Even entering phase II you need to get a good read on things like cost benefits, reimbursement policies and positioning, because without doing that you could end up with an asset that is clinically relevant but commercially irrelevant.
But even earlier in the development process - coming out of discovery, entering phase I - your value proposition is essential. That is when you do proof of concept, when you outline a value proposition that needs to include not just a commercial view of what is in the market, but also a payer view.
This early phase is also when you need to start doing things like early medical communication, touching in to the market to understand how receptive customers (physicians and of course patients) will be.
As you move through the phases of development, the next step is to take that unmet need and value proposition, and understand the clinical and commercial endpoints. As you move up that curve of value and commercial relevance, it is important to get payer acceptance of your concept, because you will now need to start putting serious money down, hence the expected value needs to be realised as you go forward.
This is often the point (phase IIA or IIB) at which smaller companies decide to out-license, because they are facing a huge investment; if the value can be demonstrated, they can attract investors. If you only start to think about the inherent value of your asset at this stage, you are unlikely to be an attractive proposition.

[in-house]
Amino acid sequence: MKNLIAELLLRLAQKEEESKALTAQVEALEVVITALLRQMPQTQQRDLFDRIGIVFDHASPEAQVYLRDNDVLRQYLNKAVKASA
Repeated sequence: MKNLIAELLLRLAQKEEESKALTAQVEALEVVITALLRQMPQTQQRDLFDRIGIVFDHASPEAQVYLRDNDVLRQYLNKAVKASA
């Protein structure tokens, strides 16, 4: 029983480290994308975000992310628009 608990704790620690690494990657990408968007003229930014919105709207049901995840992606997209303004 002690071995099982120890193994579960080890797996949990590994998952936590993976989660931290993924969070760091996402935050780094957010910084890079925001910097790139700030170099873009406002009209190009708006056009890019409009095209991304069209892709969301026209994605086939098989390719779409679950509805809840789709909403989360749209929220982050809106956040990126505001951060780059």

In some cases this commercial imperative doesn't come naturally; many researchers get enamoured with the intrinsic (scientific) value of the research. But to survive, these companies have to be commercially viable, so you really need to have a commercial view on life from day one and not be blinded by your personal investment in the research.
In a lot of companies marketing and sales is viewed as a 'dirty function', because scientists tend to be a little more idealistic about their research, but there's a point where idealism in research has to give way to realism of commercialisation. If you are a scientist it's ok to embrace the 'dark side' of commercialisation, because in the end it is what will allow your research and development to get to the patients who need it most.
In the end, passion can't replace profit. Those biotechs that recognise the need to manage the value of their asset during the development process, to make it both clinically and commercially relevant, are those who will see their assets translated into approved products on the market. Ultimately it's about adding value to the healthcare system, providing a commercial return for those who had the faith to invest in the product, and helping patients. Scientific passion, relevant product and appropriate profit equals value.